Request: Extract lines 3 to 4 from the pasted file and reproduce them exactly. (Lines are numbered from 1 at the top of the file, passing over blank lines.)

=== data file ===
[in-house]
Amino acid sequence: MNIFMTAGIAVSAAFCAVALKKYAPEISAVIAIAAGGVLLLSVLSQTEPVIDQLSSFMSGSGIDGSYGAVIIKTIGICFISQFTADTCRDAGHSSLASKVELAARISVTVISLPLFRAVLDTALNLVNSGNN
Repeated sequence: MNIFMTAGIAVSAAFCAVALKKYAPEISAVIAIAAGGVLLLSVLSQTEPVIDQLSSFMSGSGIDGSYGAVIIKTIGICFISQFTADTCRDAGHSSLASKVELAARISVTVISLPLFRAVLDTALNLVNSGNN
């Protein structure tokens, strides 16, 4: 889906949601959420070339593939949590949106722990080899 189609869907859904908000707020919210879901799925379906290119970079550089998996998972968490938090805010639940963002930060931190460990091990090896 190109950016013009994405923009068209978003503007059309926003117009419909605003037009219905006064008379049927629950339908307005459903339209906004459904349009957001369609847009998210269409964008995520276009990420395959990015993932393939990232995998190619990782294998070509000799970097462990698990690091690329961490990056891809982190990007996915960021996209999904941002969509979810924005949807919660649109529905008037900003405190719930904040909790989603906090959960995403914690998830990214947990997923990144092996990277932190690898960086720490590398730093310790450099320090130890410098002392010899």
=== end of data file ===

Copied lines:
Repeated sequence: MNIFMTAGIAVSAAFCAVALKKYAPEISAVIAIAAGGVLLLSVLSQTEPVIDQLSSFMSGSGIDGSYGAVIIKTIGICFISQFTADTCRDAGHSSLASKVELAARISVTVISLPLFRAVLDTALNLVNSGNN
């Protein structure tokens, strides 16, 4: 889906949601959420070339593939949590949106722990080899 189609869907859904908000707020919210879901799925379906290119970079550089998996998972968490938090805010639940963002930060931190460990091990090896 190109950016013009994405923009068209978003503007059309926003117009419909605003037009219905006064008379049927629950339908307005459903339209906004459904349009957001369609847009998210269409964008995520276009990420395959990015993932393939990232995998190619990782294998070509000799970097462990698990690091690329961490990056891809982190990007996915960021996209999904941002969509979810924005949807919660649109529905008037900003405190719930904040909790989603906090959960995403914690998830990214947990997923990144092996990277932190690898960086720490590398730093310790450099320090130890410098002392010899």